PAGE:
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Kwasi Andrade MCKINNEY, Appellant v. STATE of Arkansas, Appellee
Kwasi Andrade McKinney appeals the order entered by the Columbia County Circuit Court denying his motion to recuse. He argues that (1) there is a conflict in the law of judicial disqualification that requires clarification; (2) this court should change the standard of review in judicial-disqualification cases; (3) the circuit court was required to hold a hearing on his motion to recuse; and (4) the circuit court was required to recuse pursuant to Arkansas Code of Judicial Conduct Rule 2.11. We affirm.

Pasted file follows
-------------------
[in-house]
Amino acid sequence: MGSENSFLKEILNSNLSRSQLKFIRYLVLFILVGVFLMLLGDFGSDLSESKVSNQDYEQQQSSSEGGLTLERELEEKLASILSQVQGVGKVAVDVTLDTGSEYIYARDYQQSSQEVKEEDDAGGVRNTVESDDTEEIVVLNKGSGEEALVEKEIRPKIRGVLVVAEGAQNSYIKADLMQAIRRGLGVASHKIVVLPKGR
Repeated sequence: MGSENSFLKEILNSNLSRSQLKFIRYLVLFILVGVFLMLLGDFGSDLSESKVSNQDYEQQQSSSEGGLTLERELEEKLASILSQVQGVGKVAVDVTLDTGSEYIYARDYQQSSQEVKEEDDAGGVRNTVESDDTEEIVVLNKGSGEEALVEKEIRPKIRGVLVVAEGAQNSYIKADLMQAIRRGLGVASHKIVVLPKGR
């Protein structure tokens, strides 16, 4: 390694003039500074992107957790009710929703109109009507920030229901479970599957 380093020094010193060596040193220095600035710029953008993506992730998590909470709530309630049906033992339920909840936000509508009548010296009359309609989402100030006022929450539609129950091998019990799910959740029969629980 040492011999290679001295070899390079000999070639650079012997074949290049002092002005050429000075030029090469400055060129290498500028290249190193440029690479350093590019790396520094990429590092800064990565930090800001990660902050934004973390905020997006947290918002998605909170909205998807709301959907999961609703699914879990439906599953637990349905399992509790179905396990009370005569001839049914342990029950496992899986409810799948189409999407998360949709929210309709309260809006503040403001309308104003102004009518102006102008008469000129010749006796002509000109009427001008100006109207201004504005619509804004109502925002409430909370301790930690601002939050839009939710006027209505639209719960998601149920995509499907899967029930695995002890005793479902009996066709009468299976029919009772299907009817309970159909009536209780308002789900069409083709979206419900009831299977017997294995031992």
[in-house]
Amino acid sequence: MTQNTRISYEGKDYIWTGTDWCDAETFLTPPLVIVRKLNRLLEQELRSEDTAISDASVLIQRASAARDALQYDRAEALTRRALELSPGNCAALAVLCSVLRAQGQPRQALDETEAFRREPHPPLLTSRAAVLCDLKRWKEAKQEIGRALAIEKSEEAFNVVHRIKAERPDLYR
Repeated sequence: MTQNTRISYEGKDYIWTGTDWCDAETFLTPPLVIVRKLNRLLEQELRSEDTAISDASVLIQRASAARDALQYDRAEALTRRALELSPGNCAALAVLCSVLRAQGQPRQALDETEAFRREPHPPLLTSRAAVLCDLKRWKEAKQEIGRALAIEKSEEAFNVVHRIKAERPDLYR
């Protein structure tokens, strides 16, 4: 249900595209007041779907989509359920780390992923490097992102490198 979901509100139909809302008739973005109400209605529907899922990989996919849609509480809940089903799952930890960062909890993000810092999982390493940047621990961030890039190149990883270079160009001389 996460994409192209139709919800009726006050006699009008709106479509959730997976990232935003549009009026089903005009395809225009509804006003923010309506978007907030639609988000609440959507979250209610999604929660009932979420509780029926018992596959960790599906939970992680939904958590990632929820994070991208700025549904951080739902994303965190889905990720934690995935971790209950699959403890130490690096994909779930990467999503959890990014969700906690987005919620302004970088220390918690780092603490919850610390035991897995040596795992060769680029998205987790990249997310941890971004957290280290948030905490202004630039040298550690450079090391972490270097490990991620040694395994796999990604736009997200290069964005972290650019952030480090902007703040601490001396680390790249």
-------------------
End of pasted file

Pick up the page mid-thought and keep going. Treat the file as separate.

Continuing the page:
This is the third time McKinney's case has been before this court. In his first appeal, McKinney challenged a sentencing order that convicted him of delivery of methamphetamine, possession of methamphetamine, maintaining a drug premises, simultaneous possession of drugs and a firearm, possession of methamphetamine with intent to deliver, and possession of a firearm by certain persons and sentenced him to a total of 154 years' imprisonment. McKinney argued in his first appeal that (1) there was insufficient evidence to support the convictions for simultaneous possession of drugs and a firearm and for possession of a firearm; (2) the circuit court abused its discretion by ordering the sentences to be served consecutively; and (3) the circuit court abused its discretion by denying his request for a pretrial suppression hearing.